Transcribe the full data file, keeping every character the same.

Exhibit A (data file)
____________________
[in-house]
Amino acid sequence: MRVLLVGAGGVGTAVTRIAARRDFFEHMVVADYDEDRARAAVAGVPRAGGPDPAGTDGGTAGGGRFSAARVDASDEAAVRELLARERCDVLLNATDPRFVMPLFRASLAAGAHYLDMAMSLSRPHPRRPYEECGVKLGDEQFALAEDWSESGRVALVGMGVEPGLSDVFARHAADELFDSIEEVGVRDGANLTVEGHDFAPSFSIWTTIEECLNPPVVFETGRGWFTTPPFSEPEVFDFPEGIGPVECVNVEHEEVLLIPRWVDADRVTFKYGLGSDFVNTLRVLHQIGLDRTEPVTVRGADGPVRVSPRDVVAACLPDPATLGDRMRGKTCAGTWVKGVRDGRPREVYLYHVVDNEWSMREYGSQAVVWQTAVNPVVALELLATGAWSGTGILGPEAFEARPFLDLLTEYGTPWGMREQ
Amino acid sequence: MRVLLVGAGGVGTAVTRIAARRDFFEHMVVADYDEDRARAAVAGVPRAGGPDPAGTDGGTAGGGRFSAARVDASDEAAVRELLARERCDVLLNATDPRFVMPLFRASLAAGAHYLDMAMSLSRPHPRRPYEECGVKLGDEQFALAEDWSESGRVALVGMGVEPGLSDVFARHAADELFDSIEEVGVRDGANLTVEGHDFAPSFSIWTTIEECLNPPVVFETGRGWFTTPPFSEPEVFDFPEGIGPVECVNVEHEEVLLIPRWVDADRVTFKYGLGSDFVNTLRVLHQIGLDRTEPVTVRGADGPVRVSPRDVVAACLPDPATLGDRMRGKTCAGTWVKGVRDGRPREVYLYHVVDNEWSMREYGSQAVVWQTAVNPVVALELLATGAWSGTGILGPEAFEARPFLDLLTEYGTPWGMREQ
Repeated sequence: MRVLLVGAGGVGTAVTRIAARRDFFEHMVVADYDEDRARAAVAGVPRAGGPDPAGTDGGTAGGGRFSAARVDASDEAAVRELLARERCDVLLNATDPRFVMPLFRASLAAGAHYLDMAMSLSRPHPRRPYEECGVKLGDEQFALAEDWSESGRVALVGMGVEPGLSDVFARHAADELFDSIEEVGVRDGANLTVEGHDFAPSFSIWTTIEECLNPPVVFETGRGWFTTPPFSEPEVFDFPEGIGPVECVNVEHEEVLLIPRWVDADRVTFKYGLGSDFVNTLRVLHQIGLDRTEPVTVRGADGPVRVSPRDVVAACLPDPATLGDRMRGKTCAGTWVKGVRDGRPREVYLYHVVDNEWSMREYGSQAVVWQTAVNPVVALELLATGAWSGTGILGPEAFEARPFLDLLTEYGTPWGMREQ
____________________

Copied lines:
[in-house]
Amino acid sequence: MRVLLVGAGGVGTAVTRIAARRDFFEHMVVADYDEDRARAAVAGVPRAGGPDPAGTDGGTAGGGRFSAARVDASDEAAVRELLARERCDVLLNATDPRFVMPLFRASLAAGAHYLDMAMSLSRPHPRRPYEECGVKLGDEQFALAEDWSESGRVALVGMGVEPGLSDVFARHAADELFDSIEEVGVRDGANLTVEGHDFAPSFSIWTTIEECLNPPVVFETGRGWFTTPPFSEPEVFDFPEGIGPVECVNVEHEEVLLIPRWVDADRVTFKYGLGSDFVNTLRVLHQIGLDRTEPVTVRGADGPVRVSPRDVVAACLPDPATLGDRMRGKTCAGTWVKGVRDGRPREVYLYHVVDNEWSMREYGSQAVVWQTAVNPVVALELLATGAWSGTGILGPEAFEARPFLDLLTEYGTPWGMREQ
Amino acid sequence: MRVLLVGAGGVGTAVTRIAARRDFFEHMVVADYDEDRARAAVAGVPRAGGPDPAGTDGGTAGGGRFSAARVDASDEAAVRELLARERCDVLLNATDPRFVMPLFRASLAAGAHYLDMAMSLSRPHPRRPYEECGVKLGDEQFALAEDWSESGRVALVGMGVEPGLSDVFARHAADELFDSIEEVGVRDGANLTVEGHDFAPSFSIWTTIEECLNPPVVFETGRGWFTTPPFSEPEVFDFPEGIGPVECVNVEHEEVLLIPRWVDADRVTFKYGLGSDFVNTLRVLHQIGLDRTEPVTVRGADGPVRVSPRDVVAACLPDPATLGDRMRGKTCAGTWVKGVRDGRPREVYLYHVVDNEWSMREYGSQAVVWQTAVNPVVALELLATGAWSGTGILGPEAFEARPFLDLLTEYGTPWGMREQ
Repeated sequence: MRVLLVGAGGVGTAVTRIAARRDFFEHMVVADYDEDRARAAVAGVPRAGGPDPAGTDGGTAGGGRFSAARVDASDEAAVRELLARERCDVLLNATDPRFVMPLFRASLAAGAHYLDMAMSLSRPHPRRPYEECGVKLGDEQFALAEDWSESGRVALVGMGVEPGLSDVFARHAADELFDSIEEVGVRDGANLTVEGHDFAPSFSIWTTIEECLNPPVVFETGRGWFTTPPFSEPEVFDFPEGIGPVECVNVEHEEVLLIPRWVDADRVTFKYGLGSDFVNTLRVLHQIGLDRTEPVTVRGADGPVRVSPRDVVAACLPDPATLGDRMRGKTCAGTWVKGVRDGRPREVYLYHVVDNEWSMREYGSQAVVWQTAVNPVVALELLATGAWSGTGILGPEAFEARPFLDLLTEYGTPWGMREQ